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IN A LANDSCAPE: Chief Timothy Park

Tickets: FREE. Reservations required. $25 suggested donation.   

In partnership with Confluence, Hunter Noack performs live on a nine­foot Steinway concert grand piano at the Listening Circle at Chief Timothy Park. Designed by Maya Lin, the Listening Circle sits atop an island in Nez Perce homelands, nine miles down river from the confluence of the Clearwater and Snake rivers outside Clarkston, Washington.

Of the six Confluence sites, Chief Timothy most closely resembles what Lewis and Clark saw 200 years ago. Here, Confluence is replanting a section of the island with native grasses and wildflowers. A large, basalt rimmed earthwork: the "listening circle" is sculpted out of a natural amphitheater located at the top of the island. The shape is inspired by a Nez Perce blessing ceremony performed here in spring 2005, at which the women were seated facing north, the men facing south, and the elders facing east, with no one allowed to pass behind them. The form of the "listening circle" also arises from Ms. Lin's initial response to this site, where she envisioned creating a modern­day hieroglyph, representing waves moving on the water. A pathway from the parking area will lead to the top of a hill, and around and down into the amphitheater before connecting with other trails on the island. Near the top of the island, at a slight outcropping facing the basalt cliffs on the opposite shore, Ms. Lin has set this passage from Clark's journal: “Worthy of remark that not one tick of timber on the river near the forks and but a fiew trees for a great distance up the River.” ­William Clark, Oct 10, 1805, 2 miles upstream. Visitors experience Ms. Lin's "listening circle," and focus their attention on the breeze through the trees, the gentle sound of the water, and the muted browns, greens and yellows of the enduring landscape that surrounds them. For more on Lin's work with Confluence visit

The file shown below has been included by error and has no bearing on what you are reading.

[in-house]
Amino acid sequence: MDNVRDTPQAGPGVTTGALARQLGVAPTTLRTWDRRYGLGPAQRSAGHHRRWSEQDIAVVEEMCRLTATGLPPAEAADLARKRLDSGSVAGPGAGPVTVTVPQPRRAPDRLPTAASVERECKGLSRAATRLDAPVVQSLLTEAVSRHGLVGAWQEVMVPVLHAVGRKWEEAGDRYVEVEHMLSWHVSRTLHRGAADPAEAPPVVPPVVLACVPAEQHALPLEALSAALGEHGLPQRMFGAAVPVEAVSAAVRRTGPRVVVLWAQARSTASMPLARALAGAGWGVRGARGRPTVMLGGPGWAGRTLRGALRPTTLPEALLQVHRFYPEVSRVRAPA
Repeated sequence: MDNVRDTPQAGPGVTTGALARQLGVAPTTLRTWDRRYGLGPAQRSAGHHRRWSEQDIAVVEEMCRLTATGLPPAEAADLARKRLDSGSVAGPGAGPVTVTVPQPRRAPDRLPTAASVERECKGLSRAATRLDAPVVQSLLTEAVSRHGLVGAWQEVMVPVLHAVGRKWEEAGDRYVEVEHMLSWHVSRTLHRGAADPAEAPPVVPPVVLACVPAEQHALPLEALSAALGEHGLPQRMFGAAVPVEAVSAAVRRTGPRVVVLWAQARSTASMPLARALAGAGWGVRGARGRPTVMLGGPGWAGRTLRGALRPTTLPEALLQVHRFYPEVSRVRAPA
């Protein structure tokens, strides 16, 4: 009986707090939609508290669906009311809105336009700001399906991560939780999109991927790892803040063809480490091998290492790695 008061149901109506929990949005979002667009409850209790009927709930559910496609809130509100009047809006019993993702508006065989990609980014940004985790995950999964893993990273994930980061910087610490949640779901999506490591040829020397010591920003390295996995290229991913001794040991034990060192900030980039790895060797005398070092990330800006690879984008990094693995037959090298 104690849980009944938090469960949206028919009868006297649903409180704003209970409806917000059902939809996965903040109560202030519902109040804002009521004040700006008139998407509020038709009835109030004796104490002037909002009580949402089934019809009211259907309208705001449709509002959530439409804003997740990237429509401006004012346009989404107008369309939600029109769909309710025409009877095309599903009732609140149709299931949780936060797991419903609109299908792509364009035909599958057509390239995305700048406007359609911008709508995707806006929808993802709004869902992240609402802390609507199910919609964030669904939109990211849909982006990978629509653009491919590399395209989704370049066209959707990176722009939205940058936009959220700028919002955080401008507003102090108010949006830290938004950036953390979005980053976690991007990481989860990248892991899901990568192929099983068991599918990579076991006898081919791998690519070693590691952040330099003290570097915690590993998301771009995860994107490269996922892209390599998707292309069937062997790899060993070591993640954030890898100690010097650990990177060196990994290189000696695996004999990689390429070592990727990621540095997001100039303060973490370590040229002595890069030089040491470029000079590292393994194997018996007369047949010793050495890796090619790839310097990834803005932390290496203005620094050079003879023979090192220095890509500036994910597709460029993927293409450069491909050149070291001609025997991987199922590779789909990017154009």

Please arrive by 5:30. It is a 20-30 minute walk to the Listening Circle.